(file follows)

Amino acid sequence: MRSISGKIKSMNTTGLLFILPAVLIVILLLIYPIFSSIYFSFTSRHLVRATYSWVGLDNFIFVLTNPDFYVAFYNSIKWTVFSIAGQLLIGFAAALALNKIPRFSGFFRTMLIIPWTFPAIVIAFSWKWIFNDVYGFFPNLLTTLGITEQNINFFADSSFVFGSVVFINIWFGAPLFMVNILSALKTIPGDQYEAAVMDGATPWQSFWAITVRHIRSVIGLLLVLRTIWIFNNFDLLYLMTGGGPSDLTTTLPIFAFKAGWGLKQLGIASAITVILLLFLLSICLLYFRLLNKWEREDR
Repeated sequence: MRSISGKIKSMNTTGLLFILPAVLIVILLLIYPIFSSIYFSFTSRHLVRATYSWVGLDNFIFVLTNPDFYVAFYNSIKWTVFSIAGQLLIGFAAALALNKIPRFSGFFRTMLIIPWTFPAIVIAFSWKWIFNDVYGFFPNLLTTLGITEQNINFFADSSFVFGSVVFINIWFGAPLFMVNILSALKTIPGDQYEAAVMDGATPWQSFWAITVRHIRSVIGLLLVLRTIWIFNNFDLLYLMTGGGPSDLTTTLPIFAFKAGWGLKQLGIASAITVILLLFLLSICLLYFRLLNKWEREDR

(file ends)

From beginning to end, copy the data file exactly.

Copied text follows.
Amino acid sequence: MRSISGKIKSMNTTGLLFILPAVLIVILLLIYPIFSSIYFSFTSRHLVRATYSWVGLDNFIFVLTNPDFYVAFYNSIKWTVFSIAGQLLIGFAAALALNKIPRFSGFFRTMLIIPWTFPAIVIAFSWKWIFNDVYGFFPNLLTTLGITEQNINFFADSSFVFGSVVFINIWFGAPLFMVNILSALKTIPGDQYEAAVMDGATPWQSFWAITVRHIRSVIGLLLVLRTIWIFNNFDLLYLMTGGGPSDLTTTLPIFAFKAGWGLKQLGIASAITVILLLFLLSICLLYFRLLNKWEREDR
Repeated sequence: MRSISGKIKSMNTTGLLFILPAVLIVILLLIYPIFSSIYFSFTSRHLVRATYSWVGLDNFIFVLTNPDFYVAFYNSIKWTVFSIAGQLLIGFAAALALNKIPRFSGFFRTMLIIPWTFPAIVIAFSWKWIFNDVYGFFPNLLTTLGITEQNINFFADSSFVFGSVVFINIWFGAPLFMVNILSALKTIPGDQYEAAVMDGATPWQSFWAITVRHIRSVIGLLLVLRTIWIFNNFDLLYLMTGGGPSDLTTTLPIFAFKAGWGLKQLGIASAITVILLLFLLSICLLYFRLLNKWEREDR